The most entertaining episode from Federal Reserve Chairman Ben Bernanke's testimony before the House Financial Services Committee this morning came — Surprise! — when Texas Republican and GOP presidential candidate Ron Paul launched into one of his patented long-winded spiels about the evils of the Fed, the senselessness of fiat currencies, and the value of "real" money: silver and gold.

Bernanke took it all in stride. The video above doesn't have reaction shots that are quite as good as this shorter broadcast from ABC, so check them both out. You have to hand it to Bernanke, he seems to enjoy the roastings he gets from Paul, in strange sort of way. And he fires back, ever so gently, at Paul's allegations that we're experiencing 9 percent inflation (according to older pricing measures) when the Bureau of Labor Statistics (BLS) says it's only around 4. (They've been here before.)

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Where's the inflation? It's Ron Paul versus Ben Bernanke PART II

Ron Paul Continues Iowa Campaign Tour

Justin Sullivan/Getty Images

LE MARS, IA - DECEMBER 30: Republican presidential hopeful U.S. Rep Ron Paul (R-TX) speaks during a town hall meeting at the Le Mars Convention Center on December 30, 2011 in Le Mars, Iowa.

Last week, I wrote about how there's no significant inflation in the U.S. economy and that critics of the Federal Reserve's policies, chiefly Ron Paul, should admit that they were wrong and find something else to complain about. Such as Fed Chairman Ben Bernanke's inability to address the central bank's other mandate, maximum employment. With an unemployment rate at 8.3 percent, we're far from it.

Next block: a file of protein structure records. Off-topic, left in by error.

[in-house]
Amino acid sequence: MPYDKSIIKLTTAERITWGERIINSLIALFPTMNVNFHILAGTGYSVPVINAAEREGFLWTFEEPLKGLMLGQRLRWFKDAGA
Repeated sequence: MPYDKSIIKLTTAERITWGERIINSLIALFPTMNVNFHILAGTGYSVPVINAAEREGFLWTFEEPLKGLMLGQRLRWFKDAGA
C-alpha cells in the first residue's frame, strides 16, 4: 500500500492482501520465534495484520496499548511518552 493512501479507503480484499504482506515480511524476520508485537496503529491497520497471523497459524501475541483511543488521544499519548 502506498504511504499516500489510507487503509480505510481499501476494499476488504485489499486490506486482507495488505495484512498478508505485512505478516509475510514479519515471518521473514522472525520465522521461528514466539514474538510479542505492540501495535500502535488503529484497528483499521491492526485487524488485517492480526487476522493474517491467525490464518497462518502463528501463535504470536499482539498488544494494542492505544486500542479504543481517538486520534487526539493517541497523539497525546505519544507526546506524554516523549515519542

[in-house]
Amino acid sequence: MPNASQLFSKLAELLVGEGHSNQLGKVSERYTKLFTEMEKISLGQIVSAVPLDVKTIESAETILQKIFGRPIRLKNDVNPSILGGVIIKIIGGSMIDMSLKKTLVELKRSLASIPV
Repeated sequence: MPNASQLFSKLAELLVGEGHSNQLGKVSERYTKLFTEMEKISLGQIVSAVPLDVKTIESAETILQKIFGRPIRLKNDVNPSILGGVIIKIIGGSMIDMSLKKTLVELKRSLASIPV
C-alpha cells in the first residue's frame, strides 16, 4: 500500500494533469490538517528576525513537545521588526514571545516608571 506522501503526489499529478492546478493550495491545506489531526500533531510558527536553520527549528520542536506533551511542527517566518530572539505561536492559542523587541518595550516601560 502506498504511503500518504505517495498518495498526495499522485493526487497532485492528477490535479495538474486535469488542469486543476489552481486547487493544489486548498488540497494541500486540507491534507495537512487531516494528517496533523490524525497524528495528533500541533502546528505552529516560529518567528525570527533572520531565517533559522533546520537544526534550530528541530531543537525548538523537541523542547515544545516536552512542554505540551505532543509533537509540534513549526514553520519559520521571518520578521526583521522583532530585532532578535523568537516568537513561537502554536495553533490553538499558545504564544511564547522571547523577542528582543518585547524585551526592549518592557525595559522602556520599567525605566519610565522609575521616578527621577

The response from the commenters was swift, copious — and merciless! I got 120 comments, by far the most ever for a DeBord Report post, and all the one's that I didn't write myself disagreed with everything I had to say. Well, one didn't entirely disagree. This person just said I was as off-the-mark as Kenneth Rogoff and Paul Krugman and shouldn't be blamed.

I'll hasten to say at this point that I'm really fine with with this. I actually like being vigorously attacked, and I think that a good blogger brings the comment stream into the process. And so I'm doing that now (the comments are unedited, by the way).